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A Step Forward for a Corporate Re-domiciliation Regime for the UK

On 12 April 2022, the UK Government published a summary of responses to the consultation on a corporate re-domiciliation regime. We have previously covered the proposed consultation when it was announced as part of the UK Government’s Autumn Budget 2021. The consultation ran from 27 October 2021 to 7 January 2022.

In the summary of responses, the UK Government reaffirmed its commitment to the introduction of a corporate re-domiciliation regime. This would bring the UK in line with other jurisdictions such as Australia, Canada, Singapore, New Zealand and Singapore and a number of U.S. states.

It was noted in the summary of responses that respondents were broadly supportive of such a regime. However, as the consultation was focused on the principles of a re-domiciliation regime, respondents were understandably keen to receive further details on the design of the regime and to better understand how such a regime would work in practice. There were a number of key points raised in the summary of responses that dealt with, among other things, entry criteria, taxation and the operation of the regime on a two-way basis. We have explored these points in the paragraphs below.  

As a high-level consideration, a key takeaway from the summary of responses is that many respondents noted that the proposed corporate re-domiciliation regime would be insufficient, by itself, to attract overseas companies to the UK and that the broader business environment (both domestic and international) would likely be the main driver for re-domiciliation into the UK.  

Entry criteria

As regards entry criteria, the “overwhelming majority” of respondents agreed with the UK Government that an economic substance test was not necessary, particularly given that no such requirement currently applies to UK companies. Similarly, there was also consensus that the regime should be open to a wide spectrum of bodies corporate that are comparable with UK corporate entities which are currently permitted, and that the regime should not be limited to collective investment vehicles.  

Taxation

From a taxation perspective, a number of key tax issues were raised in the consultation process. In relation to the taxation of re-domiciled companies, most respondents favoured treating a company that re-domiciles to the UK as UK tax resident (subject to any relevant double tax treaty) so as to ensure parity with companies originally incorporated in the UK. Most respondents favoured treating a company that re-domiciles from the UK as ceasing to be UK tax resident (subject to the company’s central management and control being outside the UK).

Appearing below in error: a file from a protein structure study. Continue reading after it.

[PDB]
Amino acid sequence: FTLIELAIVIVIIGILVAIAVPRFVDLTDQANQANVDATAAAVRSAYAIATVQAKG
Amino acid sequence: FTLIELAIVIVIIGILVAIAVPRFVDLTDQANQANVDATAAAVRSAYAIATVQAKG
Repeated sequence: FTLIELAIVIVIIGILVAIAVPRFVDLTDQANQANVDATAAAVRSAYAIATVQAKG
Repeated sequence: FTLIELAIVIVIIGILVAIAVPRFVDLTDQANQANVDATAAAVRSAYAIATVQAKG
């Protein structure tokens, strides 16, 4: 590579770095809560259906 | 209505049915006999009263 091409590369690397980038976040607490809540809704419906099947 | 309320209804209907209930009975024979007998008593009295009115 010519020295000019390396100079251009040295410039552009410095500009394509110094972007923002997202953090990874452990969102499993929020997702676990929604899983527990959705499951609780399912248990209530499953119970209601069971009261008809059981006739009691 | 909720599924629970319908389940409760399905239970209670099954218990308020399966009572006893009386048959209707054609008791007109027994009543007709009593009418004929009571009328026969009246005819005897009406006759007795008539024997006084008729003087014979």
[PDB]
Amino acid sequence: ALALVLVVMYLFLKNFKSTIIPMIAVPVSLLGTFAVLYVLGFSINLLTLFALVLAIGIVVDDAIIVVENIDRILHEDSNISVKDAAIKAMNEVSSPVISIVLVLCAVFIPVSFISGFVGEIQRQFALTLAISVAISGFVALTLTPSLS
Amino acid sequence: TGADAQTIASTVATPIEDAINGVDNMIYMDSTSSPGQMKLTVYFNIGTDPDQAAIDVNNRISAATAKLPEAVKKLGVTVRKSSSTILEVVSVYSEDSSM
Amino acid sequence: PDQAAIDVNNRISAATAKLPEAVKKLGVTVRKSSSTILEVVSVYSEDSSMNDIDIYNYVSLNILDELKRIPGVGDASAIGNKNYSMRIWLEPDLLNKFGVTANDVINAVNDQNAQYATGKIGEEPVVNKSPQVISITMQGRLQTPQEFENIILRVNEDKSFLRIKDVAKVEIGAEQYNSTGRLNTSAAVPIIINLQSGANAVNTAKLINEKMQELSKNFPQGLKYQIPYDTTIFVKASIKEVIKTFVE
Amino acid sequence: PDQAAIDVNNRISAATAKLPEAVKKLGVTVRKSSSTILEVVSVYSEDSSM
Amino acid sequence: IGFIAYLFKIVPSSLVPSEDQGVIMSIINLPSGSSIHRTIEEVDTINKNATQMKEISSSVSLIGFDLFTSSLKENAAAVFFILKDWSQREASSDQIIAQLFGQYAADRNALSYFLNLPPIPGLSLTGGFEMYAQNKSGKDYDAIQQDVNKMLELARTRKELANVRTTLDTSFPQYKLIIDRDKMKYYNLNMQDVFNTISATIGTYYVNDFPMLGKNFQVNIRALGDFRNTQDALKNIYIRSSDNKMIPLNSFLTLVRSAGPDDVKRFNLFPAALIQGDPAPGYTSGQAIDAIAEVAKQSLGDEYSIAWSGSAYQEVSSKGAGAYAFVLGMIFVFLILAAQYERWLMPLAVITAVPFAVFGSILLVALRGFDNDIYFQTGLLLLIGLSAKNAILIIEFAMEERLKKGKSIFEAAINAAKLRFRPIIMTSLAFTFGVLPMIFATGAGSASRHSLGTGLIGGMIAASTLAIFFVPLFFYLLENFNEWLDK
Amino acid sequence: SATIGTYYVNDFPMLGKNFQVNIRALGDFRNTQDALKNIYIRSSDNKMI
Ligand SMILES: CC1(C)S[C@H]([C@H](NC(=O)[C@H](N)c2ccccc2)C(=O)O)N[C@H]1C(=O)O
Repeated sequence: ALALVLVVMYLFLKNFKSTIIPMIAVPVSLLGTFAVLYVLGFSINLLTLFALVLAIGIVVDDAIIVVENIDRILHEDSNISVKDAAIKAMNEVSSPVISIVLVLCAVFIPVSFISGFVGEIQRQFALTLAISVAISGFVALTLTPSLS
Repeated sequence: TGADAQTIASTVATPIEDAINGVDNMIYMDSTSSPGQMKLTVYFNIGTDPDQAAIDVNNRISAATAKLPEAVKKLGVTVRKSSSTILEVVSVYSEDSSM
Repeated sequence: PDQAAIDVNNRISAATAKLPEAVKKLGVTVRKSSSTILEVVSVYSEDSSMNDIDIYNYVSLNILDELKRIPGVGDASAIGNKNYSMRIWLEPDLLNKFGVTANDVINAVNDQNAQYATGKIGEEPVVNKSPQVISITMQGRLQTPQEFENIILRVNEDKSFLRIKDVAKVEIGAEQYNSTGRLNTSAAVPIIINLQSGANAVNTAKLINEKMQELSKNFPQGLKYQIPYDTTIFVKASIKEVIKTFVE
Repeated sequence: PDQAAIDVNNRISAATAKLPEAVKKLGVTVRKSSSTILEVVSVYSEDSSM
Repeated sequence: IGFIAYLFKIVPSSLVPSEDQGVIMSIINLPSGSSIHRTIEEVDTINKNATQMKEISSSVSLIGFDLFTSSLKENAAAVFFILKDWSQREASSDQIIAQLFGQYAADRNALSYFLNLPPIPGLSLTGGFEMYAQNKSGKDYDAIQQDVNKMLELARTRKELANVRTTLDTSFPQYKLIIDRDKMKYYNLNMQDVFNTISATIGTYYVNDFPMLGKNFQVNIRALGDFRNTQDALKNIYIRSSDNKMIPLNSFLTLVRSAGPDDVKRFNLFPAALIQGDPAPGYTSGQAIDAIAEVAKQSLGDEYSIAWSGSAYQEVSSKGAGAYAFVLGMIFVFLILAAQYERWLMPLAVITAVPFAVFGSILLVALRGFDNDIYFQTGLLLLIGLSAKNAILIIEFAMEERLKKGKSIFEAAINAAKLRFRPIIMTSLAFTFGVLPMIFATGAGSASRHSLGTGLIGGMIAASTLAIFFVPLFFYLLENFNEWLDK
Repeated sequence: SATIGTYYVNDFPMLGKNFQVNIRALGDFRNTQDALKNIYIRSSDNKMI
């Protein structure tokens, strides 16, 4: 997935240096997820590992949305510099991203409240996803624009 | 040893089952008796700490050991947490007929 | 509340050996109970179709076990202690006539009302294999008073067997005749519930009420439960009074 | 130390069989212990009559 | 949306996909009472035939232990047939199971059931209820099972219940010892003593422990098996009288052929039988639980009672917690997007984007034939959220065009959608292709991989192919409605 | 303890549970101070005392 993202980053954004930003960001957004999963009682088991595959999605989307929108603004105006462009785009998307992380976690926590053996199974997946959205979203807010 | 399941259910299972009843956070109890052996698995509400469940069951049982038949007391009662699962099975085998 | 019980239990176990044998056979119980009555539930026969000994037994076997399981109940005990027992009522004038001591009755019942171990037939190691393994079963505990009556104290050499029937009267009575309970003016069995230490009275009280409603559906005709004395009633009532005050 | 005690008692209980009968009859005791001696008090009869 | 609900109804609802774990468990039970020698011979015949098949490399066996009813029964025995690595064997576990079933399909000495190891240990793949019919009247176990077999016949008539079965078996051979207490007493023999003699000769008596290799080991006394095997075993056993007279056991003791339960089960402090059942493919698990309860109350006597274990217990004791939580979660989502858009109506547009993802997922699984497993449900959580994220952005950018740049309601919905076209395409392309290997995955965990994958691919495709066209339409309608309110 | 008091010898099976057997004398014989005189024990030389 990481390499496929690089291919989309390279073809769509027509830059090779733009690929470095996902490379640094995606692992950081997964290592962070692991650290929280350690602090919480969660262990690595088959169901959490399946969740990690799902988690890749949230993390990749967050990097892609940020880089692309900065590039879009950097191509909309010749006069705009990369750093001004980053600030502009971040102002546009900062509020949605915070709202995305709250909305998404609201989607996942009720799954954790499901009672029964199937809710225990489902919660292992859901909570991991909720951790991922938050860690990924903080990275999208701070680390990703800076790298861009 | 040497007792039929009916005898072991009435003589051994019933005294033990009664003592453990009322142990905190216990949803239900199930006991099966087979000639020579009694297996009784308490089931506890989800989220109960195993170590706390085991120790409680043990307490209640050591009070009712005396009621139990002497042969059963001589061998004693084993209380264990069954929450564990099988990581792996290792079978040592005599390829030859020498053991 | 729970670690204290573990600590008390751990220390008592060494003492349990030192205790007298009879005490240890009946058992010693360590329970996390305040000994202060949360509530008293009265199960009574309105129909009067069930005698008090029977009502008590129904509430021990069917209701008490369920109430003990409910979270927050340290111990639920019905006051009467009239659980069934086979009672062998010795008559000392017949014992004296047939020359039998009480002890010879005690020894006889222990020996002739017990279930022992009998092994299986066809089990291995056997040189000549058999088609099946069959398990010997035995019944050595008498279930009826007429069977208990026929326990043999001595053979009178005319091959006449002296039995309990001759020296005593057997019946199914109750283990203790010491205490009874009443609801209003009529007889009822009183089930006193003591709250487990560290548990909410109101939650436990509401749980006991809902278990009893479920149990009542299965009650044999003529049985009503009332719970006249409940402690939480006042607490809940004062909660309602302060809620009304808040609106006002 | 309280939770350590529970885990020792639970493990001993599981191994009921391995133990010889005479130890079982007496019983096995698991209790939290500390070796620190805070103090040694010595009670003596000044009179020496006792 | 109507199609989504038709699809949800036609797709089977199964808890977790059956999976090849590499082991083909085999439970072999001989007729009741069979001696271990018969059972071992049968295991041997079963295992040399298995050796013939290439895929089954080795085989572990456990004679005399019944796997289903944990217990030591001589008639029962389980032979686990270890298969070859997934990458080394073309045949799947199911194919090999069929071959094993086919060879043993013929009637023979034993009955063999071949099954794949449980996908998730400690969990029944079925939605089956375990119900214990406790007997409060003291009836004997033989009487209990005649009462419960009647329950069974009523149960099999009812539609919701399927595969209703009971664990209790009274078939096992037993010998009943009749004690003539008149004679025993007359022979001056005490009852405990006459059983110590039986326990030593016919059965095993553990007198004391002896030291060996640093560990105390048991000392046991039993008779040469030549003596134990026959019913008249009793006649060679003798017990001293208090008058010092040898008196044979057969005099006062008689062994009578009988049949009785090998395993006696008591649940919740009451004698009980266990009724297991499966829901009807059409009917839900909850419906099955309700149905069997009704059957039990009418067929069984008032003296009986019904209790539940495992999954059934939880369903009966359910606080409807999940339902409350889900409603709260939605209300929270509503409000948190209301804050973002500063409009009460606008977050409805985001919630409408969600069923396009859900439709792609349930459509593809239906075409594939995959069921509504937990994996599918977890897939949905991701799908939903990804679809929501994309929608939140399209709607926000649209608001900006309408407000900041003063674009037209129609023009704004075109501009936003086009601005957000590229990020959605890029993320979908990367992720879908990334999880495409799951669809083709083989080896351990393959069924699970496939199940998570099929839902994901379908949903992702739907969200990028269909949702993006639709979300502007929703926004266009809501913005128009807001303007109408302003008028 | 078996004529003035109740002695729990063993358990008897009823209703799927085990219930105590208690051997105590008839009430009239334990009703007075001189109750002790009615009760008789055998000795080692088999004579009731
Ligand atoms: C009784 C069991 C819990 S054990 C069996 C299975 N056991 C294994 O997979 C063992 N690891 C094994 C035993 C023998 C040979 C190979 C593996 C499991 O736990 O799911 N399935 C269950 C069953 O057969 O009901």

In relation to loss importation, the summary of responses noted that the general view was that the potential for an inward re-domiciled company being able to utilise existing losses was not a new risk on the basis that a company can already become UK tax resident by moving its “central management and control” to the UK, regardless of the company’s accrued losses. As such, it was reported that current protections should be sufficient to address this risk.

The treatment of capital gains and intangible asset base cost on inward re-domiciliation also forms a key component of the tax issues arising in the context of re-domiciliation. Whilst the UK Government has identified different aspects of the current taxation of asset transfers based on current UK tax provisions (including whether to use market value, accounting value, or historical base cost), there was no clear consensus as to the most appropriate way to deal with this issue.  

Re-domiciliation also has potential tax consequences for the UK tax liabilities of directors and shareholders of re-domiciling companies, particularly in relation to the situs of shares or securities for inheritance tax purposes. Respondents suggested that specific exemptions and deferral provisions should be introduced to minimise the tax impact for such individuals.

Stamp taxes and VAT also featured as part of the consultation, with it being noted in both instances that further work would be required to address the various issues that may arise in the context of companies re-domiciling into or out of the UK.  

A two-way regime

One of the key components of the consultation concerned whether a re-domiciliation regime should permit both inbound and outbound re-domiciliation. In the summary of responses, the UK Government noted that the majority of respondents supported a two-way regime, including for the purposes of reciprocity which may otherwise prevent an outgoing jurisdiction permitting re-domiciliation into the UK if the UK did not itself allow UK companies to re-domicile overseas. Notwithstanding the support for a two-way regime, the UK Government did not commit to whether outbound re-domiciliation would be part of the UK’s regime.  

Next steps

Further refinements to the proposed corporate re-domiciliation regime, including additional public consultations, are expected given that the consultation process to date simply represented the early stages of the policy development process. As such, it remains to be seen how the UK Government will address each of the issues raised in the summary of responses and navigate through the variety of proposals to address each issue. 

 

Key Contacts

 
 
 
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